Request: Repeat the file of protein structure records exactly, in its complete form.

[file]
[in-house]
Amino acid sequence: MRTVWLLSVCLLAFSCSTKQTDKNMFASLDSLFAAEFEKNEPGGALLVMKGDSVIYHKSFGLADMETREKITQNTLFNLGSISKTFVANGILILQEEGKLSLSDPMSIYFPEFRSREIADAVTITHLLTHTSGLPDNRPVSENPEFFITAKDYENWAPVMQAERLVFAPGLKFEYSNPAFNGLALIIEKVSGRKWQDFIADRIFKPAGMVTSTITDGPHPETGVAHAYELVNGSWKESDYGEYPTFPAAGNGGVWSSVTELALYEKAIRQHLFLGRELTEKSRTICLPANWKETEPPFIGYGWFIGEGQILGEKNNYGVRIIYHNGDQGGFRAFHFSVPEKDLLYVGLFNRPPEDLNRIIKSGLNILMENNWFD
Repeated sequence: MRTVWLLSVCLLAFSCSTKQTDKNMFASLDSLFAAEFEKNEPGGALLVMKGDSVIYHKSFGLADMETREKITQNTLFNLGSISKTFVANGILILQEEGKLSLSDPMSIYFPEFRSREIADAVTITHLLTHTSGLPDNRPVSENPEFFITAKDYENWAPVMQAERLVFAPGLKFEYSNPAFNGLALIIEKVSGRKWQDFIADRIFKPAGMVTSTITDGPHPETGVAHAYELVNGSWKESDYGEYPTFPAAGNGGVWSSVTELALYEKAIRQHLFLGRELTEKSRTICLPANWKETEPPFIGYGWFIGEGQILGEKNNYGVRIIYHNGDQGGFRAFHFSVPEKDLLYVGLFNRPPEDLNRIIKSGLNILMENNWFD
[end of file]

[in-house]
Amino acid sequence: MRTVWLLSVCLLAFSCSTKQTDKNMFASLDSLFAAEFEKNEPGGALLVMKGDSVIYHKSFGLADMETREKITQNTLFNLGSISKTFVANGILILQEEGKLSLSDPMSIYFPEFRSREIADAVTITHLLTHTSGLPDNRPVSENPEFFITAKDYENWAPVMQAERLVFAPGLKFEYSNPAFNGLALIIEKVSGRKWQDFIADRIFKPAGMVTSTITDGPHPETGVAHAYELVNGSWKESDYGEYPTFPAAGNGGVWSSVTELALYEKAIRQHLFLGRELTEKSRTICLPANWKETEPPFIGYGWFIGEGQILGEKNNYGVRIIYHNGDQGGFRAFHFSVPEKDLLYVGLFNRPPEDLNRIIKSGLNILMENNWFD
Repeated sequence: MRTVWLLSVCLLAFSCSTKQTDKNMFASLDSLFAAEFEKNEPGGALLVMKGDSVIYHKSFGLADMETREKITQNTLFNLGSISKTFVANGILILQEEGKLSLSDPMSIYFPEFRSREIADAVTITHLLTHTSGLPDNRPVSENPEFFITAKDYENWAPVMQAERLVFAPGLKFEYSNPAFNGLALIIEKVSGRKWQDFIADRIFKPAGMVTSTITDGPHPETGVAHAYELVNGSWKESDYGEYPTFPAAGNGGVWSSVTELALYEKAIRQHLFLGRELTEKSRTICLPANWKETEPPFIGYGWFIGEGQILGEKNNYGVRIIYHNGDQGGFRAFHFSVPEKDLLYVGLFNRPPEDLNRIIKSGLNILMENNWFD